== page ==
- The Washington Times - Friday, April 17, 2009

If District denizens can tear their eyes from the background as they try to identify every local exterior, they might notice “State of Play” is a taut and tense, albeit pretty formulaic, political thriller.

That’s no surprise, given the film’s pedigree: directed by Kevin Macdonald, whose “The Last King of Scotland” was one of the most insightful political dramas of recent years; based on the acclaimed British miniseries; adapted by Matthew Michael Carnahan, whose “The Kingdom” was the biggest (and perhaps only) war-on-terror-themed success, with rewrites by Tony Gilroy, Oscar-nominated writer-director of “Michael Clayton,” and Billy Ray, writer-director of the Washington story “Shattered Glass.” “The Queen’s” Peter Morgan reportedly did uncredited rewrites.

Two murders set the story in motion. The victims are a homeless guy in Georgetown and an assistant and lover to congressman Stephen Collins.

Washington Globe reporter Cal McAffrey (Russell Crowe) soon suspects the killings are connected — and tied to a huge conspiracy that involves a paramilitary, Blackwater-like private security firm with bigger ambitions than simply providing muscle in the Middle East.

Complicating McAffrey’s investigation is that Collins (Ben Affleck) is a college friend with whose wife (Robin Wright Penn) the reporter had an affair years before. He has reasons to help them both, then, but isn’t too willing to sacrifice the kind of idealism that always seems to drive this kind of reporter-protagonist.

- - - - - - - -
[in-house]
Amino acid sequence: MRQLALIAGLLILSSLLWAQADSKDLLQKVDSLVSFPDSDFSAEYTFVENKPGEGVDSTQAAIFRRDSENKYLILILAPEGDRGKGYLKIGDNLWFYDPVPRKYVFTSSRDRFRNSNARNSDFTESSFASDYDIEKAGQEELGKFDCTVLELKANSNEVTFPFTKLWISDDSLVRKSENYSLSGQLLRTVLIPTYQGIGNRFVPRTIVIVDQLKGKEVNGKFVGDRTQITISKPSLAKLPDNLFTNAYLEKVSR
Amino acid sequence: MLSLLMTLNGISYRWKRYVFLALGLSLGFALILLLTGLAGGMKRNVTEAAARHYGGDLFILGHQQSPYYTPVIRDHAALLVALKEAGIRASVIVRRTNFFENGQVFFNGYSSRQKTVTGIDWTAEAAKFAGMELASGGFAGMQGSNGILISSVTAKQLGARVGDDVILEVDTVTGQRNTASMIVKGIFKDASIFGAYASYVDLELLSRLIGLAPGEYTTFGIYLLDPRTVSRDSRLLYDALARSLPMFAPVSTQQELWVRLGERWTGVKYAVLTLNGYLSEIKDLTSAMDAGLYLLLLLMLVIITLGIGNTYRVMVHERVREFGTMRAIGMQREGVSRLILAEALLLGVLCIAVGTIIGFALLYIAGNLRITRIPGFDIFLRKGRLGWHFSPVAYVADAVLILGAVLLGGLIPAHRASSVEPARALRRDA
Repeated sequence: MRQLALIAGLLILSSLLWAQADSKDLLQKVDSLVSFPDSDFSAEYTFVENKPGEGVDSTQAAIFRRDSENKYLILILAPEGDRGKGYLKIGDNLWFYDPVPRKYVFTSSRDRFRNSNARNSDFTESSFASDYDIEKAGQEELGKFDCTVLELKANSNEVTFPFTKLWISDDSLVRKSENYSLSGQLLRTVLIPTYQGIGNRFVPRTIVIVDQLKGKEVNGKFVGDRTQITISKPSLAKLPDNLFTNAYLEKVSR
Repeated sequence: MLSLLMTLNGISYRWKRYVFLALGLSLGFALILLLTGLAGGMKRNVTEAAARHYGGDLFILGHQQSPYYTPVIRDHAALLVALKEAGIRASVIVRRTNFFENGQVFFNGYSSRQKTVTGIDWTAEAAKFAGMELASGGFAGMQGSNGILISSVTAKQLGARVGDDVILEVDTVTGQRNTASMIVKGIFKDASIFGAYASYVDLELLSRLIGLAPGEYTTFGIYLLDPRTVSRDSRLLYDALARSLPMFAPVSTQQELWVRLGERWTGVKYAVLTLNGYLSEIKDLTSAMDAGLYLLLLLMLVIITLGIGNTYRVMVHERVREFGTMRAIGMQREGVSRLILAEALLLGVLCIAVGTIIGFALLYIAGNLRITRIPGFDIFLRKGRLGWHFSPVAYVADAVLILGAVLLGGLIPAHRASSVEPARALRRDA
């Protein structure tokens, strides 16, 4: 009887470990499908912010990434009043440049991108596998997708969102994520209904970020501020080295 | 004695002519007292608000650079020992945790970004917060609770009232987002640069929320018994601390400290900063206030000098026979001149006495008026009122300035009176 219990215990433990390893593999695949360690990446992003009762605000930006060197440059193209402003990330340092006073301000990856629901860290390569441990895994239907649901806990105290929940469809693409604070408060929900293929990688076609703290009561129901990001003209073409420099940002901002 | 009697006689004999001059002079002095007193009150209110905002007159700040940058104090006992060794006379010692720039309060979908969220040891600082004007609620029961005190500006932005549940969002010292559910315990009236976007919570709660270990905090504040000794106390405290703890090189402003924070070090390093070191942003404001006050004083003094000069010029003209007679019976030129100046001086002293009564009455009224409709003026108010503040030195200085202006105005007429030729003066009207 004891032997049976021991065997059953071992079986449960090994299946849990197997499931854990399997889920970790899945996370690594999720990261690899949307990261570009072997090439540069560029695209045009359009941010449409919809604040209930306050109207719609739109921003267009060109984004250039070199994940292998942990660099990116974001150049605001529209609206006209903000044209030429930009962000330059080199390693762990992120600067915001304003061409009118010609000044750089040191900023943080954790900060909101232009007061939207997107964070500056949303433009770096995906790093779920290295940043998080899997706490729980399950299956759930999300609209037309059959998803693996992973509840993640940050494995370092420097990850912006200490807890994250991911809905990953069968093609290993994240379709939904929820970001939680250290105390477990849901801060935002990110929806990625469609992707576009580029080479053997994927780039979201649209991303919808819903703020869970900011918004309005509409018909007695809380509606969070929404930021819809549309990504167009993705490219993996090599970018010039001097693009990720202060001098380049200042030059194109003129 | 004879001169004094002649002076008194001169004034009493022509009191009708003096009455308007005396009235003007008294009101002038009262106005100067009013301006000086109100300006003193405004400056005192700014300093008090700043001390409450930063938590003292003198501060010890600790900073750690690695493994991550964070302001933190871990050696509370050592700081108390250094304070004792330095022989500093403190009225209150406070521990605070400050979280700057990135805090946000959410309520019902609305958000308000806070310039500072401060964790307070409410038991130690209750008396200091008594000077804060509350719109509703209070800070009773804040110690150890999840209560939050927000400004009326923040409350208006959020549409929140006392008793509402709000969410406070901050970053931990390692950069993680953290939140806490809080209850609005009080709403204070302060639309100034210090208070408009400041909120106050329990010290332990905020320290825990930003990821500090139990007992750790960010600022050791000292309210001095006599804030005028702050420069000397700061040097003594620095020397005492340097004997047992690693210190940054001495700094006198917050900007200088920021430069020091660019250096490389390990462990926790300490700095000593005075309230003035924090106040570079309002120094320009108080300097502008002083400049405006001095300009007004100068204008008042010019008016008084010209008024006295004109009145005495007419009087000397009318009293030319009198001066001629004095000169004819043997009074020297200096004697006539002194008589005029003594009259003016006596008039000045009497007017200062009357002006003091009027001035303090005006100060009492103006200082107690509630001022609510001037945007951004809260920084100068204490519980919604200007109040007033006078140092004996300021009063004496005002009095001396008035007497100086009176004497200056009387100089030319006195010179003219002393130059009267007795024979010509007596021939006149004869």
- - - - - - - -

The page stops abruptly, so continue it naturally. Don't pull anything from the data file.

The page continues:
The newspaper industry is one of the economy’s most troubled, and McAffrey has to navigate between upholding his ideals against “the bloodsuckers and the bloggers” and helping keep his employer afloat. It’s an up-to-the-minute plot line.

The characters here are archetypes, to be sure, but they’re all perfectly cast. Mr. Affleck is smooth as butter as the rising star of his party, and Miss Wright Penn has the perfect mixture of vulnerability and cold pragmatism as the politician’s put-upon wife. Rachel McAdams has an old-fashioned, spunky charm as Della Frye, McAffrey’s new media sidekick, while Helen Mirren is deliciously biting as the acerbic British editor. The standout supporting player is Jason Bateman, responsible for most of the comic relief as a drugged-out public relations high roller.

Mr. Crowe isn’t just the angry idealist we’ve gotten used to him playing. He’s good at intense, of course, but he can act rather piggish in a fight with a lady and then smilingly admit later, “I showed her a little snout, yeah.” Perhaps it’s time for him to branch out with a comedy.

Oh, and you don’t need to take your eyes off the action and look too hard to see the actor grab a half-smoke at Ben’s Chili Bowl.

★★★

TITLE: “State of Play”

RATING: PG-13 (Some violence; language, including sexual references; and brief drug content)

CREDITS: Directed by Kevin Macdonald. Written by Matthew Michael Carnahan, Tony Gilroy and Billy Ray based on the British miniseries by Paul Abbott.

RUNNING TIME: 117 minutes

WEB SITE: stateofplaymovie.net

MAXIMUM RATING: FOUR STARS

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